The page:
Wednesday, April 27, 2011

Two poems by Jacob Russell

(untitled) ‘death & dreams’

Observe. Write what impresses
the senses
let the mind follow

It's in naming common things
we draw the reader in

A kind of touch
you see
I see

where every conversation
wants to go

Outside a neighbor is talking on her cell phone
It's the day we call Thanksgiving
This morning snow flakes descended
from gray clouds
There is neither rhyme nor reason for these lines
Distilled out of air
Out of the gray chemistry of my brain
Out of what I call mind
I can neither touch nor hold them
As they pass through words
At near the speed of light
Cosmic rays pass through the earth
They are everywhere
Hydrogen protons
Alpha particles of helium
Hurled by magnetic storms from dying stars
A faint hiss
On my neighbor's cell
breaking open the genetic code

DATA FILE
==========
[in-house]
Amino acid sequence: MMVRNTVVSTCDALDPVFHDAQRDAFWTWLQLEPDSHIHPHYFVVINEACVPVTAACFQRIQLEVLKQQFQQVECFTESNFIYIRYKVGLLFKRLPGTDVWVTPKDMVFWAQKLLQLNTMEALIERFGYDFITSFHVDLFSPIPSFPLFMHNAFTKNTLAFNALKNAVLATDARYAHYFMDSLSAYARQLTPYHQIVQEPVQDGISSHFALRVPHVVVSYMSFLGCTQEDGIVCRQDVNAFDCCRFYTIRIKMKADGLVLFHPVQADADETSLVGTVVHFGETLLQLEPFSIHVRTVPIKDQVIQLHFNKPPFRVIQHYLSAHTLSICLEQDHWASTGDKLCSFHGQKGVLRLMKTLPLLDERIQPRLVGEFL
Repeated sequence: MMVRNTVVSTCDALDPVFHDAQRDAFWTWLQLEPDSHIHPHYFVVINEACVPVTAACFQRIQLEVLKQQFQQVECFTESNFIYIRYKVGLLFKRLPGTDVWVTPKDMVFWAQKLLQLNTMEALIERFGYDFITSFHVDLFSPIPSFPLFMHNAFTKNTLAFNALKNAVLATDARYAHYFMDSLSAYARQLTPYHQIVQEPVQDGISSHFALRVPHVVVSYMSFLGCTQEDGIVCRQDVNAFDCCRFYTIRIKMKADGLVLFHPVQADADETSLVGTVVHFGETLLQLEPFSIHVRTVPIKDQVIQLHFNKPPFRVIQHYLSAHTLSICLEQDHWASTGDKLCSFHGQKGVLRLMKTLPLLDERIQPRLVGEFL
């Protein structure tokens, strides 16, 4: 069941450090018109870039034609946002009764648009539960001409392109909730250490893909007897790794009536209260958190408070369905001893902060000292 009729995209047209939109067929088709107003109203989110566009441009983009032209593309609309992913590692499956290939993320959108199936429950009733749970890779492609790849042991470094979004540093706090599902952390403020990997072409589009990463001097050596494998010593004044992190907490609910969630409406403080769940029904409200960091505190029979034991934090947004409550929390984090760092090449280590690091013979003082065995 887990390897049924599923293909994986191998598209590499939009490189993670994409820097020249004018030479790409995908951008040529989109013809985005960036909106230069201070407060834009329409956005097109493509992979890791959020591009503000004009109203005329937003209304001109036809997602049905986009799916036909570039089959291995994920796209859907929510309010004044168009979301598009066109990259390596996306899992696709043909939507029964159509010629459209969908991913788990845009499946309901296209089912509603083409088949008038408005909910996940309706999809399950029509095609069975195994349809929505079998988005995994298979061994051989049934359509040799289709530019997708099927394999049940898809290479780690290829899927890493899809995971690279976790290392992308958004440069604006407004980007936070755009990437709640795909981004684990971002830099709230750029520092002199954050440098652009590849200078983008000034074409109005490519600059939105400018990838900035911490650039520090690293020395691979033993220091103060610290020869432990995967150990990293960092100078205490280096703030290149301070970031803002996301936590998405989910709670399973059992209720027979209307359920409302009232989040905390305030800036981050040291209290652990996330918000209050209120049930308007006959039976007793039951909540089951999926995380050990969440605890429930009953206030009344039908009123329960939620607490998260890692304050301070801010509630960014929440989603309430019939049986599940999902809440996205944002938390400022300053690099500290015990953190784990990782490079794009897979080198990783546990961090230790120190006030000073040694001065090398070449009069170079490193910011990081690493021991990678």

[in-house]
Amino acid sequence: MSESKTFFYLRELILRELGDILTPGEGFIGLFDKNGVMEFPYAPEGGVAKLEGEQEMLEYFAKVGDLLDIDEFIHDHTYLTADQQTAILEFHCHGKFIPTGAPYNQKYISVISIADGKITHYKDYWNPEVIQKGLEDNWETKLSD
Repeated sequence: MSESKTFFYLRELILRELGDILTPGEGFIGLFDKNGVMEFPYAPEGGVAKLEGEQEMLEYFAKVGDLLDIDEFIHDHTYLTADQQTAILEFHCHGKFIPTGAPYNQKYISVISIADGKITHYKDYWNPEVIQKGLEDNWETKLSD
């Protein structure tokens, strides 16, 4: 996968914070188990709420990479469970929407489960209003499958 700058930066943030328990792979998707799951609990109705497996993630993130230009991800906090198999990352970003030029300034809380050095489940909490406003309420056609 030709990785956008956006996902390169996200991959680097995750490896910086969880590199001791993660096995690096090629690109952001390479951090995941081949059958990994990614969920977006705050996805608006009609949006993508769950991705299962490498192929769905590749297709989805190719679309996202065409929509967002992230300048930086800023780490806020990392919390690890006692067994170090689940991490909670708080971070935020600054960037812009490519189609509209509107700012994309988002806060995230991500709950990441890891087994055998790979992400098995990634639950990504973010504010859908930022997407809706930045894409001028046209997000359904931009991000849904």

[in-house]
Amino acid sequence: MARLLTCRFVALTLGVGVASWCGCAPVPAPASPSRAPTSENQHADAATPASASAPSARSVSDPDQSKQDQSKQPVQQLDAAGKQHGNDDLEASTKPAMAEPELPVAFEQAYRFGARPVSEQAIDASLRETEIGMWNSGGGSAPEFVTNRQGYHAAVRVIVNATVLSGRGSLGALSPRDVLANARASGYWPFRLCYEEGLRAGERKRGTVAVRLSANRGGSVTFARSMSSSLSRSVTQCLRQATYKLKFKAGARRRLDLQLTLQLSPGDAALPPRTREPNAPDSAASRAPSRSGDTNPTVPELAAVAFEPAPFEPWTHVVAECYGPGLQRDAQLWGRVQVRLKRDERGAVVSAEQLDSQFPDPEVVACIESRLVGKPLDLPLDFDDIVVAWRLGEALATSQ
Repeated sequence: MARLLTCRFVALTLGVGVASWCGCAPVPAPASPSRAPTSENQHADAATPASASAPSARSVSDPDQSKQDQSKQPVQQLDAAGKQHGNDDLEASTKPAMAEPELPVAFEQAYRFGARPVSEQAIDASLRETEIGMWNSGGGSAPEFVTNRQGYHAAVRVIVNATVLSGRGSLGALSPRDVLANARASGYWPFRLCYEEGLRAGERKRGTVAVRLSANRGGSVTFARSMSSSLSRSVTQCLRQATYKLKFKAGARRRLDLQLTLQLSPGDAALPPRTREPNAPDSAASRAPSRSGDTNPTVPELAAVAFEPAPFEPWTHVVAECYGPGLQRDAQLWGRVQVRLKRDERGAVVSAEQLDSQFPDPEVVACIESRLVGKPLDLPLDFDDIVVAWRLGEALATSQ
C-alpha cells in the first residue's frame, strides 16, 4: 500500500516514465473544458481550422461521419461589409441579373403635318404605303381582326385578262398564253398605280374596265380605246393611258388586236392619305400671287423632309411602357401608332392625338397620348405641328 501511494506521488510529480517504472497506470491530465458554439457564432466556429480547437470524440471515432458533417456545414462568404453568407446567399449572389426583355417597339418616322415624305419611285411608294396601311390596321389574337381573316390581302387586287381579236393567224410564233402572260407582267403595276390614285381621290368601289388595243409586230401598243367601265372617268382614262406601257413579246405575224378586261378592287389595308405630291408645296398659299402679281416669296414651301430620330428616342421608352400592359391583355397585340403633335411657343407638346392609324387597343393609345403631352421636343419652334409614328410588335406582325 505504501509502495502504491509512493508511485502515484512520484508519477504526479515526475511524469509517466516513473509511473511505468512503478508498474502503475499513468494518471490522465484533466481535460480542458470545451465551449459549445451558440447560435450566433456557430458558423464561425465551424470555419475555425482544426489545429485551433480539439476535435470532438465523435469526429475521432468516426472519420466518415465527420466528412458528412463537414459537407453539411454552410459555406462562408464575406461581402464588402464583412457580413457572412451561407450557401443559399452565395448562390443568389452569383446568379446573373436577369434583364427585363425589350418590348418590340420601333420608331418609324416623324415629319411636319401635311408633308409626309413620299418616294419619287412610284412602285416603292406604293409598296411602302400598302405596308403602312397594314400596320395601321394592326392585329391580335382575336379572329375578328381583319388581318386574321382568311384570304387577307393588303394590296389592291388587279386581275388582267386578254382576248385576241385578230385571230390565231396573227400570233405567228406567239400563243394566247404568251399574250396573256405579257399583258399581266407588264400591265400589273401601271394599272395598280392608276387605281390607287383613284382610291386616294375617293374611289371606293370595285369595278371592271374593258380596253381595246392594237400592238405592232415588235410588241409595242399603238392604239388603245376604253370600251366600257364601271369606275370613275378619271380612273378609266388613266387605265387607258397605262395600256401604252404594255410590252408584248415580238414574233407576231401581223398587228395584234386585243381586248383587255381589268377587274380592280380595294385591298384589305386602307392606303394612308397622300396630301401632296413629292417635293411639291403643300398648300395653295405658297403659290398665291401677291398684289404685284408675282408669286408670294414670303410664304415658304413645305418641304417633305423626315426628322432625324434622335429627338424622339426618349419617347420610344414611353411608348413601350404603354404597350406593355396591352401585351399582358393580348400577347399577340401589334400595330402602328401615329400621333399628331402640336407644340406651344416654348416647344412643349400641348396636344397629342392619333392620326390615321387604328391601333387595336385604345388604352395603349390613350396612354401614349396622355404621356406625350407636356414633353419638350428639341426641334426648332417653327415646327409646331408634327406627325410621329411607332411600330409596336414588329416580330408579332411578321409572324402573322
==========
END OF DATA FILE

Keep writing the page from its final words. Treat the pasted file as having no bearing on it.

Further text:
of death & dreams


The Cat Who Waits

a cat this cat

all cats not present
in this one


his dinner waits
his eyes on mine my eyes
eyes (mine)
in his
see them I face
in mine, image of my own
possessed possession

tail this
this body

each alone un-


All possessives

eye of language--blinding
cataract, a mote
upon the body lies

mute still

(not mine not ours)

Author bio:

Jacob writes, "When I was not yet 4 years old, feeling I'd been unfairly punished, it came to me that something terrible happened to adults, that they didn't know or remember what it had been like, and I promised myself I would write - A Book of the Child - that I could keep and read in secret and I would never forget. I couldn't write it then, but the wish stayed with me, like a promise I made to myself. And maybe, when I die, I'm going to be able to see that child again, and when I do, I'll be able to tell him: I kept my promise. I didn't forget." Jacob lives in South Philly, carries a Spirit Stick and talks to trees. He hope his poems will give you pleasure.

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